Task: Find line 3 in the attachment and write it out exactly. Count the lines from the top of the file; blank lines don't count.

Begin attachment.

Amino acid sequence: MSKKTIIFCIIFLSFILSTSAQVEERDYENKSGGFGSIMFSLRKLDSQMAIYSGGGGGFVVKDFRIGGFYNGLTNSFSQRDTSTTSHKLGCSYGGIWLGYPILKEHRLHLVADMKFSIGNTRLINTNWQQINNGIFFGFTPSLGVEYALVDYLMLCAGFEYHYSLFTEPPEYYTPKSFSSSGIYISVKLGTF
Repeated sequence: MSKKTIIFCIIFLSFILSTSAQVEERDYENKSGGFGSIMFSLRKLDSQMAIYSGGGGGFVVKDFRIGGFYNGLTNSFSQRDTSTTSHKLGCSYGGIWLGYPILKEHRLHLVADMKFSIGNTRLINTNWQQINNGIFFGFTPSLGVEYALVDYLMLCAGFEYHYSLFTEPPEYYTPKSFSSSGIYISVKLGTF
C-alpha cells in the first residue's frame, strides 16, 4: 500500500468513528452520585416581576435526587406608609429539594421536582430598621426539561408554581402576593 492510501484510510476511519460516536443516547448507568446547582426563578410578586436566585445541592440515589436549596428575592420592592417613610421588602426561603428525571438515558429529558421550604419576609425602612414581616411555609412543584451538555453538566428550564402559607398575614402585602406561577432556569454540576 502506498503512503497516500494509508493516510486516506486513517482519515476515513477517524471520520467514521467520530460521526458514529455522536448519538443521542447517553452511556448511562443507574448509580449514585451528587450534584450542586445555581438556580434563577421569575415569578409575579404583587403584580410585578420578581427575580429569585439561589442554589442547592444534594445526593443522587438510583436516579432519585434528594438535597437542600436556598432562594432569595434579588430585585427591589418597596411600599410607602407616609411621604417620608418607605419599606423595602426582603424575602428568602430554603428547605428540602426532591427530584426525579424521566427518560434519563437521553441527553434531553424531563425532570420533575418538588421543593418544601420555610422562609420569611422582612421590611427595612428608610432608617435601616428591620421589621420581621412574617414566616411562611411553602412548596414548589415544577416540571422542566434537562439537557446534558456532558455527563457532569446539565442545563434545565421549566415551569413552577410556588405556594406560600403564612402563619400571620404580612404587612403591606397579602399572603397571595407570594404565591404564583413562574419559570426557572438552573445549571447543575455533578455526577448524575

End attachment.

C-alpha cells in the first residue's frame, strides 16, 4: 500500500468513528452520585416581576435526587406608609429539594421536582430598621426539561408554581402576593 492510501484510510476511519460516536443516547448507568446547582426563578410578586436566585445541592440515589436549596428575592420592592417613610421588602426561603428525571438515558429529558421550604419576609425602612414581616411555609412543584451538555453538566428550564402559607398575614402585602406561577432556569454540576 502506498503512503497516500494509508493516510486516506486513517482519515476515513477517524471520520467514521467520530460521526458514529455522536448519538443521542447517553452511556448511562443507574448509580449514585451528587450534584450542586445555581438556580434563577421569575415569578409575579404583587403584580410585578420578581427575580429569585439561589442554589442547592444534594445526593443522587438510583436516579432519585434528594438535597437542600436556598432562594432569595434579588430585585427591589418597596411600599410607602407616609411621604417620608418607605419599606423595602426582603424575602428568602430554603428547605428540602426532591427530584426525579424521566427518560434519563437521553441527553434531553424531563425532570420533575418538588421543593418544601420555610422562609420569611422582612421590611427595612428608610432608617435601616428591620421589621420581621412574617414566616411562611411553602412548596414548589415544577416540571422542566434537562439537557446534558456532558455527563457532569446539565442545563434545565421549566415551569413552577410556588405556594406560600403564612402563619400571620404580612404587612403591606397579602399572603397571595407570594404565591404564583413562574419559570426557572438552573445549571447543575455533578455526577448524575